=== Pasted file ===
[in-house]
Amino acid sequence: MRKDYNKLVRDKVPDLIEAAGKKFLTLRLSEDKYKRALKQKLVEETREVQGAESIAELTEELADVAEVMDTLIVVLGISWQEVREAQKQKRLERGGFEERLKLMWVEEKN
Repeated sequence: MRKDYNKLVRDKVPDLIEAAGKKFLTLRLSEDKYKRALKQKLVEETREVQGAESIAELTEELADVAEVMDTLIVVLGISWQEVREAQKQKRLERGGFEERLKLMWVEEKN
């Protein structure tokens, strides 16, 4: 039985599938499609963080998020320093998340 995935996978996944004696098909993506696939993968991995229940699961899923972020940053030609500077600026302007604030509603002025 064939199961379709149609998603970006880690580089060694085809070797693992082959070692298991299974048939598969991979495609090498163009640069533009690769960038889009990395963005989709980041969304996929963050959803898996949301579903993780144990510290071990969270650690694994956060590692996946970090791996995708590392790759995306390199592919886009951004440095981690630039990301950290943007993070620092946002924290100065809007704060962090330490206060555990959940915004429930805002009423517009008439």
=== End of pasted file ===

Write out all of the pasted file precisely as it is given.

[in-house]
Amino acid sequence: MRKDYNKLVRDKVPDLIEAAGKKFLTLRLSEDKYKRALKQKLVEETREVQGAESIAELTEELADVAEVMDTLIVVLGISWQEVREAQKQKRLERGGFEERLKLMWVEEKN
Repeated sequence: MRKDYNKLVRDKVPDLIEAAGKKFLTLRLSEDKYKRALKQKLVEETREVQGAESIAELTEELADVAEVMDTLIVVLGISWQEVREAQKQKRLERGGFEERLKLMWVEEKN
């Protein structure tokens, strides 16, 4: 039985599938499609963080998020320093998340 995935996978996944004696098909993506696939993968991995229940699961899923972020940053030609500077600026302007604030509603002025 064939199961379709149609998603970006880690580089060694085809070797693992082959070692298991299974048939598969991979495609090498163009640069533009690769960038889009990395963005989709980041969304996929963050959803898996949301579903993780144990510290071990969270650690694994956060590692996946970090791996995708590392790759995306390199592919886009951004440095981690630039990301950290943007993070620092946002924290100065809007704060962090330490206060555990959940915004429930805002009423517009008439």